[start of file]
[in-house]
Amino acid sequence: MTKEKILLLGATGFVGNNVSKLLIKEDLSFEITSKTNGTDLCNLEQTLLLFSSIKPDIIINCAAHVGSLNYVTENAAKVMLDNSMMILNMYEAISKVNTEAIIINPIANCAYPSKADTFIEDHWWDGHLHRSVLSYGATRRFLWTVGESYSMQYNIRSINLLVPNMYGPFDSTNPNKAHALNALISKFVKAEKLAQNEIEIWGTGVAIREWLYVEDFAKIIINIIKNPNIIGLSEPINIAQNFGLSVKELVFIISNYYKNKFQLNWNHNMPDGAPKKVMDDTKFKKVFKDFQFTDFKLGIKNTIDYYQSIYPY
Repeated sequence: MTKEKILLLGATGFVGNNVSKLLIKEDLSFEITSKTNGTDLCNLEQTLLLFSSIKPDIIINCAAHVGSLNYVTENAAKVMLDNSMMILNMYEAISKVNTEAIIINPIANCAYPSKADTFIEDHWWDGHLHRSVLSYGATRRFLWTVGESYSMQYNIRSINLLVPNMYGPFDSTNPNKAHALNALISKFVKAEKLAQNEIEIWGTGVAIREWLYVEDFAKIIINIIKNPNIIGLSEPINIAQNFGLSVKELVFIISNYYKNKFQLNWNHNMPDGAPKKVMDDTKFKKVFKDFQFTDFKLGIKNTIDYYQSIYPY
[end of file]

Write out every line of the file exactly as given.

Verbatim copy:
[in-house]
Amino acid sequence: MTKEKILLLGATGFVGNNVSKLLIKEDLSFEITSKTNGTDLCNLEQTLLLFSSIKPDIIINCAAHVGSLNYVTENAAKVMLDNSMMILNMYEAISKVNTEAIIINPIANCAYPSKADTFIEDHWWDGHLHRSVLSYGATRRFLWTVGESYSMQYNIRSINLLVPNMYGPFDSTNPNKAHALNALISKFVKAEKLAQNEIEIWGTGVAIREWLYVEDFAKIIINIIKNPNIIGLSEPINIAQNFGLSVKELVFIISNYYKNKFQLNWNHNMPDGAPKKVMDDTKFKKVFKDFQFTDFKLGIKNTIDYYQSIYPY
Repeated sequence: MTKEKILLLGATGFVGNNVSKLLIKEDLSFEITSKTNGTDLCNLEQTLLLFSSIKPDIIINCAAHVGSLNYVTENAAKVMLDNSMMILNMYEAISKVNTEAIIINPIANCAYPSKADTFIEDHWWDGHLHRSVLSYGATRRFLWTVGESYSMQYNIRSINLLVPNMYGPFDSTNPNKAHALNALISKFVKAEKLAQNEIEIWGTGVAIREWLYVEDFAKIIINIIKNPNIIGLSEPINIAQNFGLSVKELVFIISNYYKNKFQLNWNHNMPDGAPKKVMDDTKFKKVFKDFQFTDFKLGIKNTIDYYQSIYPY